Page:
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Thread: Lightspeed Beyond an EH

  1. #1 Lightspeed Beyond an EH 
    Forum Senior Booms's Avatar
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    just a thought

    Black Holes are so immensely powerful not even light can escape beyond the black hole's Event Horizon


    Light cannot escape, logically the gravitational pull must at least be equal to lightspeed, if not greater.
    Black Holes grow, which means they consume matter/energy, this means logically, the gravitational pull is stronger than LS meaning anything past the EH travels faster than light



    I'm sure I've missed something, so let me know


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  3. #2  
    sox
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    There are two problems here which are causing you to get confused.

    1) You're thinking of gravitational strength in terms of light speed.

    2) You're thinking about this classically in terms of force as opposed to relativistically in terms of curvature.

    If you go and take a look at some visualisations of black holes, it might help you visualise whats going on.

    Out of interest how good are you at maths? If your allright with a bit of advanced calculus you might be able to read a text on black hole event horizons and singularities. Its VERY interesting stuff.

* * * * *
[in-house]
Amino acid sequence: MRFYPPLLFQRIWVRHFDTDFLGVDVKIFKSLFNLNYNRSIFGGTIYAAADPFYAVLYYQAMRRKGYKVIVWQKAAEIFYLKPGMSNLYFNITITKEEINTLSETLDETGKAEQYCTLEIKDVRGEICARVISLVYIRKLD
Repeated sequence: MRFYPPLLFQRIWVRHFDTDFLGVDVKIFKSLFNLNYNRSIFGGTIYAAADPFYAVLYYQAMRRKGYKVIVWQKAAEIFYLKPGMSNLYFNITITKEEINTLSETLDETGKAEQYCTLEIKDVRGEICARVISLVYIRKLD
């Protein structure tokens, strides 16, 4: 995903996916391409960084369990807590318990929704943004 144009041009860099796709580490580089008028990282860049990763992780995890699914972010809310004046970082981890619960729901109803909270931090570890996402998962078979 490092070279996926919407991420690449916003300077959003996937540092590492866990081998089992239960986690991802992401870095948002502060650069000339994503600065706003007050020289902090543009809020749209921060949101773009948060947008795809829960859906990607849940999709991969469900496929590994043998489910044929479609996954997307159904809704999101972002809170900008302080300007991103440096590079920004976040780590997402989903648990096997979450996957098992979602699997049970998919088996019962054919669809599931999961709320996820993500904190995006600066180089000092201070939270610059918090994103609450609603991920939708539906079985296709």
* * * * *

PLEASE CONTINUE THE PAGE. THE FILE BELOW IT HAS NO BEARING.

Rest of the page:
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  4. #3  
    Moderator Moderator Dishmaster's Avatar
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    Yeah, you got it wrong here. It all depends on the escape velocity that is the minimum velocity needed to escape a gravitational potential. In a classical sense (e.g. for the Earth) it can be scribed as

    i.e. a larger mass M increases the necessary escape velocity v, a larger distance r decreases it. The situation is not very different for black holes. The event horizon of a black hole is defined as the radius, where the escape velocity is the speed of light. So, if the mass increases, the radius naturally must increase in the same way in order keep the definition. It does not increase the speed of light. The definition of the event horizon or Schwarzschild radius relies on the speed of light being constant. If you could compress the sun to a sphere of only about 3 km in radius, you would produce a black hole.
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